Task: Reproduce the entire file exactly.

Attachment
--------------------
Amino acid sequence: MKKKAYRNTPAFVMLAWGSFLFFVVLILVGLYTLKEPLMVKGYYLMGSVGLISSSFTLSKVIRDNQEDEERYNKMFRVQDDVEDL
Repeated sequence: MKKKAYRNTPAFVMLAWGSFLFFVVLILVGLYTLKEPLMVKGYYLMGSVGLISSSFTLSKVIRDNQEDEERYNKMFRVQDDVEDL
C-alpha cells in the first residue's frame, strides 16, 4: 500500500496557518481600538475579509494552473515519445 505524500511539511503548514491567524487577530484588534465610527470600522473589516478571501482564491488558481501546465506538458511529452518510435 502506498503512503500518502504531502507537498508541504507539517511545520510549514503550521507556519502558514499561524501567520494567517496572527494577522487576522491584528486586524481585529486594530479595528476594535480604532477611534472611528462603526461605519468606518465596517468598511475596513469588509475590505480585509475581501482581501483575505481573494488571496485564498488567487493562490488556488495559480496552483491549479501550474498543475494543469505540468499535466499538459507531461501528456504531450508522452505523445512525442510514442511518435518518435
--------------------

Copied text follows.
Amino acid sequence: MKKKAYRNTPAFVMLAWGSFLFFVVLILVGLYTLKEPLMVKGYYLMGSVGLISSSFTLSKVIRDNQEDEERYNKMFRVQDDVEDL
Repeated sequence: MKKKAYRNTPAFVMLAWGSFLFFVVLILVGLYTLKEPLMVKGYYLMGSVGLISSSFTLSKVIRDNQEDEERYNKMFRVQDDVEDL
C-alpha cells in the first residue's frame, strides 16, 4: 500500500496557518481600538475579509494552473515519445 505524500511539511503548514491567524487577530484588534465610527470600522473589516478571501482564491488558481501546465506538458511529452518510435 502506498503512503500518502504531502507537498508541504507539517511545520510549514503550521507556519502558514499561524501567520494567517496572527494577522487576522491584528486586524481585529486594530479595528476594535480604532477611534472611528462603526461605519468606518465596517468598511475596513469588509475590505480585509475581501482581501483575505481573494488571496485564498488567487493562490488556488495559480496552483491549479501550474498543475494543469505540468499535466499538459507531461501528456504531450508522452505523445512525442510514442511518435518518435